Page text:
Furthermore, while AI Chatbots can answer simple payroll queries or direct the enquirer to the correct person, payroll is an incredibly emotionally charged area. One where people will always want to talk to a human.

  1. Line Manager

Automation and low-level AI technology are already handling many of the administrative tasks that line managers face – rostering, budgeting, timesheets, payroll, ordering, business intelligence, labour efficiency and productivity statistics. And sophistication is set to increase in terms of performance management and evaluation systems for individuals. However, management and leadership inherently require a human type of perception, judgement and decision making.

The verdict? managers will always be needed on the shop floor to motivate, reassure, direct and supervise employees, providing personal in-the-moment guidance on how best to serve customer’s needs. This job, however, will rely far more on real-time information provided by AI systems and become a role of interpretation and execution, rather than data collection and synthesis.

“Data is nothing more than a set of answers waiting for managers to ask the right questions. Algorithms can find patterns in the data, but they can’t interpret their significance. Induction, deduction and abduction will remain at the heart of managerial decision-making.”

Lee Schlenker, Professor of Business Analytics and Community Management, in Towards Data Science

  1. Learning & Development Trainers

E-learning is now commonplace. But the humble learning portal will soon be supported by AI, taking personalization on a scale that current L&D providers just can’t handle. AI could be used to modify learning plans and mentor learners as they progress.

According to an article in HR Technologist, AI will be able to gather and analyse vast amounts of data from across the business from performance monitoring and scores to previous training undertaken and productivity levels. It will be able to synthesize data on such a granular level that customized learning programs can be developed for individual employees. By combining chatbots and geolocation and tracking data, it may also be possible to offer employees access to tips and learning to support their activity before they’ve even thought about it accessing any help.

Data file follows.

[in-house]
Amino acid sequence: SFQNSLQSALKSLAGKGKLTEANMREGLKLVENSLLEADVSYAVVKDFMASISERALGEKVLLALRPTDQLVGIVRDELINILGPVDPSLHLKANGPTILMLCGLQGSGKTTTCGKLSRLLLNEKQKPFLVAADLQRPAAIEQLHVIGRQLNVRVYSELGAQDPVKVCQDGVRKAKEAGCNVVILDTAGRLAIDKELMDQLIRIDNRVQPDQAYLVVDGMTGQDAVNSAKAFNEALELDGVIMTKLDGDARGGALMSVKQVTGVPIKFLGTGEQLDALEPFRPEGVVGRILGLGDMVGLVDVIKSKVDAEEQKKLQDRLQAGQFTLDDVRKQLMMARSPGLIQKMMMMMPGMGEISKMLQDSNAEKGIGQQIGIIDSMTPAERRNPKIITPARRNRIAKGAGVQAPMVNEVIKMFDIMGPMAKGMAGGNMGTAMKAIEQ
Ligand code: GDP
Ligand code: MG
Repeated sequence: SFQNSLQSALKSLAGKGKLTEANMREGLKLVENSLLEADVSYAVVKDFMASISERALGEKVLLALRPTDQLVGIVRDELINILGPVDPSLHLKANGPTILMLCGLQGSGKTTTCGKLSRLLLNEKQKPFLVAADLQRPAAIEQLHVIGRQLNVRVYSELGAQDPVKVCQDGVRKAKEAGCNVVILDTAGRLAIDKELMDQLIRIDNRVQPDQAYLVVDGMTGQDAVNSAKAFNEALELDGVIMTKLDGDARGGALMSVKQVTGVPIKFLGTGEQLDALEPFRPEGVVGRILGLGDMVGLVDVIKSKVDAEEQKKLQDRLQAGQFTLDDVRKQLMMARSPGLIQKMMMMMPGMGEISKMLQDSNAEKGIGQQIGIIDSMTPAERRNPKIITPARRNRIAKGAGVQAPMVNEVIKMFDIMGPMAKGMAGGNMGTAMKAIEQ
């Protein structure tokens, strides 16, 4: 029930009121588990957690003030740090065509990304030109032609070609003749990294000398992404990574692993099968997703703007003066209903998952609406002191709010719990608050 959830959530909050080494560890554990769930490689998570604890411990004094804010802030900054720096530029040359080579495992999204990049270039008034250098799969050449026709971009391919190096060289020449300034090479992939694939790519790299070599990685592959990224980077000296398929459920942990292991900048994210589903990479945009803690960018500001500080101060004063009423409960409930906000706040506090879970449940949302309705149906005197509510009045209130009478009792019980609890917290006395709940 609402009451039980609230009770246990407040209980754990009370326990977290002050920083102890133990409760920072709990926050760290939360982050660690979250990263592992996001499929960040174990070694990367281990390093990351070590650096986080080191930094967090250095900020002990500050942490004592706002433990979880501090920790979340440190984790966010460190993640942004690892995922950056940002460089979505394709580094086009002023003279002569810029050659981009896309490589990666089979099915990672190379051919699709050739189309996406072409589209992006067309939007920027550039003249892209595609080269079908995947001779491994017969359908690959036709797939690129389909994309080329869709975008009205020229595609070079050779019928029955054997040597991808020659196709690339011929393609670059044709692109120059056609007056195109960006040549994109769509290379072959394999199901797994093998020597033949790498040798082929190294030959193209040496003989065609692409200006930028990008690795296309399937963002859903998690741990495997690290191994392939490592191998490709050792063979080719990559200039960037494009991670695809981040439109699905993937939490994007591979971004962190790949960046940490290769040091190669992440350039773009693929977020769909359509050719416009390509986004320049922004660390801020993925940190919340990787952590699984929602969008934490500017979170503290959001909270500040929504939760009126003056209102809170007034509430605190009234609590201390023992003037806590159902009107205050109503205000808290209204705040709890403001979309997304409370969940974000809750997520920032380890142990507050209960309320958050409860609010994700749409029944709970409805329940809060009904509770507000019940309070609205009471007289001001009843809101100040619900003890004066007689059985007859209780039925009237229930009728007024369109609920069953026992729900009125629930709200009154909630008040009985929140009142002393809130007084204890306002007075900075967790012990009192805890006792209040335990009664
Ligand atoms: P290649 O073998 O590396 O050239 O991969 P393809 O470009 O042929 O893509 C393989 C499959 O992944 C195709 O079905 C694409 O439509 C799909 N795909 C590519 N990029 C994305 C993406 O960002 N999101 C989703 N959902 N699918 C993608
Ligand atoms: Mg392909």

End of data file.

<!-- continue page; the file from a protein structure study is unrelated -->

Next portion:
Advanced analytics that is produced in real-time will better allow L&D departments to budget for and plan initiatives.

The verdict? AI will certainly take on the lion’s share of planning and analysis, however, despite the sophistication of technology, it can’t replace real face-to-face training. Expensive as it may be, being able to offer training that suits all styles of learning, and giving staff the opportunity to ask tricky questions like “I still don’t understand, can you explain it another way” is still crucial if businesses want to be sure their L&D efforts are effective.

We’ve only just scratched the very surface of this topic. Entire research studies and articles have been dedicated to how AI will affect different job types and we recommend you look them up to see how your career and business may be affected.

We believe that AI will mean some jobs become obsolete or their numbers will be reduced, but it opens up a whole new world for those able to interpret and use the data AI provides, are able to monitor and improve AI processes, and are willing to work alongside AI for the benefit of the workplace, and the success of their careers.

[1] PwC, (2018), What will be the net impact of AI and related technologies on jobs

Andrew Northcott
Andrew Northcott created Roubler as a true all-in-one workforce management solution, and as the CEO he has steadily grown the business around the globe. No stranger to the workforce management field, Andrew previously founded and built one of Australia’s largest and fastest growing workforce businesses, which was recognised five times as one of Australia’s Fastest Growing Companies by Business Review Magazine, before being sold in 2013. Andrew is a Harvard Business School and QUT Alumni.